I’ve always been a fan of dramas both in Korea and the Philippines that center on high school or college-aged students. Mostly because it’s great seeing some of the best young talent show their stuff.
But also because the school environment is ripe for some great storytelling.
KBS’ School 2013 aims to do just that, depicting the shocking and maybe sad realities of today’s youth and education system.
Now first off, for me, I’ve seen two Korean high school dramas in God of Study/Master of Study and Jungle Fish 2. Three if you count the thriller White Christmas, but I think that series is on a completely different playing field.
God of Study was a lighthearted, but inspirational drama about a group of loveable misfits who not only learn to appreciate school, but also realize the right to follow their dreams, whatever they may be.
Meanwhile Jungle Fish 2 was a darker, less fun, but maybe more realistic look at the stress and angst of high school and teen life juxtaposed with the mysterious murder of one of the students. That part may not be common place in real life Seoul (or maybe it is? I wouldn’t know), but the complicated relationships and stress to get the grades are very much common no matter what country.
However, School 2013 is a much more straightforward story. At least after four episodes, it is a gritty and unflinching look at today’s school as politics system, student apathy, and the ever-prevalent bullying and gang mentality.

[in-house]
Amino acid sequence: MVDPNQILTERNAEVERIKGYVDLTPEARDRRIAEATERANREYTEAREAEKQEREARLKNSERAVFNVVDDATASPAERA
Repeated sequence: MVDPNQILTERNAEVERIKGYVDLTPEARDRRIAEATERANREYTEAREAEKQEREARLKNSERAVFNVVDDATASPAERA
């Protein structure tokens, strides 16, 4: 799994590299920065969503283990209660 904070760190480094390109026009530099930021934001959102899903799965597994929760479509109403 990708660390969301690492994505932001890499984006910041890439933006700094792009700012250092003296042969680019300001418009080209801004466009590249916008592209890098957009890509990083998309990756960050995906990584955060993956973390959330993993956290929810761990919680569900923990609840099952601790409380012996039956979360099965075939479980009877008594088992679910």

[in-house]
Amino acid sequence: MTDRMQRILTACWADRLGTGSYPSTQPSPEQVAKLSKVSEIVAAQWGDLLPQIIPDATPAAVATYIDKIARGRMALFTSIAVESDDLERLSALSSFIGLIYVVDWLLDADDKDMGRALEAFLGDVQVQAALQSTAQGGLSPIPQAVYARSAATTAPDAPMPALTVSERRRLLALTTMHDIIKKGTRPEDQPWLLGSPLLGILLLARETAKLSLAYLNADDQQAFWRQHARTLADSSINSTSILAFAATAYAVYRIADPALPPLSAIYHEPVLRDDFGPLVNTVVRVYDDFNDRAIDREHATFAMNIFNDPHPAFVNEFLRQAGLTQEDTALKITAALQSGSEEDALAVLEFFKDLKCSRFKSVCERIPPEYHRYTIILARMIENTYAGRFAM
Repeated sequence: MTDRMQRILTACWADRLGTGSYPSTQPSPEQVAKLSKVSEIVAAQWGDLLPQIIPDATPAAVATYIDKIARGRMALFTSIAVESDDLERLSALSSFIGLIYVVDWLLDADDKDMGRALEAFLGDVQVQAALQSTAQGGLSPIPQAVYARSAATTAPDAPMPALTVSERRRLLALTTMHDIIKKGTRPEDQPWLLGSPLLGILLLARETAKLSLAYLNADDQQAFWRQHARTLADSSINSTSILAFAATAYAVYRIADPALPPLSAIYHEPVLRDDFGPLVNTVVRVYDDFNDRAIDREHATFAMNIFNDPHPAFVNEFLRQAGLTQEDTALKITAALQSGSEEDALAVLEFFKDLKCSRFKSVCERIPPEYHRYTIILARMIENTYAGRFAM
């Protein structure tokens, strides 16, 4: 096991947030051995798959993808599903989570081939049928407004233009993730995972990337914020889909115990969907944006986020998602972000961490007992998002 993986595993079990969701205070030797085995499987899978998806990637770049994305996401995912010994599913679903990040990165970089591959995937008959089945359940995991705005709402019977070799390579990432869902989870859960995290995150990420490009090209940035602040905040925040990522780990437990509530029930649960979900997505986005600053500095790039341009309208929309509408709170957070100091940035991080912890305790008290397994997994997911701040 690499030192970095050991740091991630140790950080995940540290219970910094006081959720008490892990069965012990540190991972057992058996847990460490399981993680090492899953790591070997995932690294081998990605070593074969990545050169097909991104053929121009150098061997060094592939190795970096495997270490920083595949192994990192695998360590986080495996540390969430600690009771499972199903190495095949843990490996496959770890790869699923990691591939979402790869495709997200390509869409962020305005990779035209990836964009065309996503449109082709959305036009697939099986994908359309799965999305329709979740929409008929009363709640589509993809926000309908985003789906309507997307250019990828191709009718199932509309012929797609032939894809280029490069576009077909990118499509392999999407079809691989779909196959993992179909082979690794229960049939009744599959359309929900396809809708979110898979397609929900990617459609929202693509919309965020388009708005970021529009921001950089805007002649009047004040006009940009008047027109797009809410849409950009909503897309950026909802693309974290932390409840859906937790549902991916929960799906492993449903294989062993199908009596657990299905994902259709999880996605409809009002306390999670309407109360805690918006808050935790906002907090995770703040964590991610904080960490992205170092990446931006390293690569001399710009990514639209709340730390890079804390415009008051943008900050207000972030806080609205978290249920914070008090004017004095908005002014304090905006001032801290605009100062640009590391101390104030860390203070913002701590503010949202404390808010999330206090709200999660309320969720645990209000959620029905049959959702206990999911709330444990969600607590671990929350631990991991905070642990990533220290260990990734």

With some soapy dramatic flair of course.
While God of Study and Jungle Fish 2 had a clear endgame, School 2013 is much more a slice of life series. The first four episodes haven’t really had a clear direction other than dropping the viewer right into the lives of these students.
And because it is a large ensemble of students, led by Lee Jong Suk as Go Nam Soo, we’re only just learning about them without much indication yet of who they are and where they come from. That almost takes the series in a whole other direction.
But thankfully, Jang Nara as teacher Jung In Jae grounds the series and is the heart of the story, both practically and emotionally.
Practical in the sense that as the teacher, she has relationships with, therefore connecting, all the students. But emotionally as well because the series is as much about teacher Jung’s struggle to make school mean something to these kids and wanting to do right for them as it is about the students’ own teen angst.
If anything, hopping along for teacher Jung’s journey will help serve as a window to the lives of the students. And Jang Nara is such a likeable and talented actress that you are immediately drawn to her efforts and want to see her succeed.
I was excited when news first came out that Jang Nara would be reuniting with her Babyfaced Beauty partner in uber-kilig and romantic crime Choi Daniel. But so far on School 2013, their possible and maybe eventual romantic relationship takes a far backseat to everything else. And I’m perfectly fine with that.
The students have so far been given typical high school material which the young cast has done fine with, but I’m definitely looking forward to seeing them get into the deeper stuff as the series moves along.
What is definitely evident from the first four episodes is that the series is definitely not shying away from anything. And that’s definitely intriguing moving forward and maybe even a little scary.
Real life can be very scary sometimes. And School 2013 is well positioned to bring those scary, but real everyday high school situations to dramatic life on the small screen.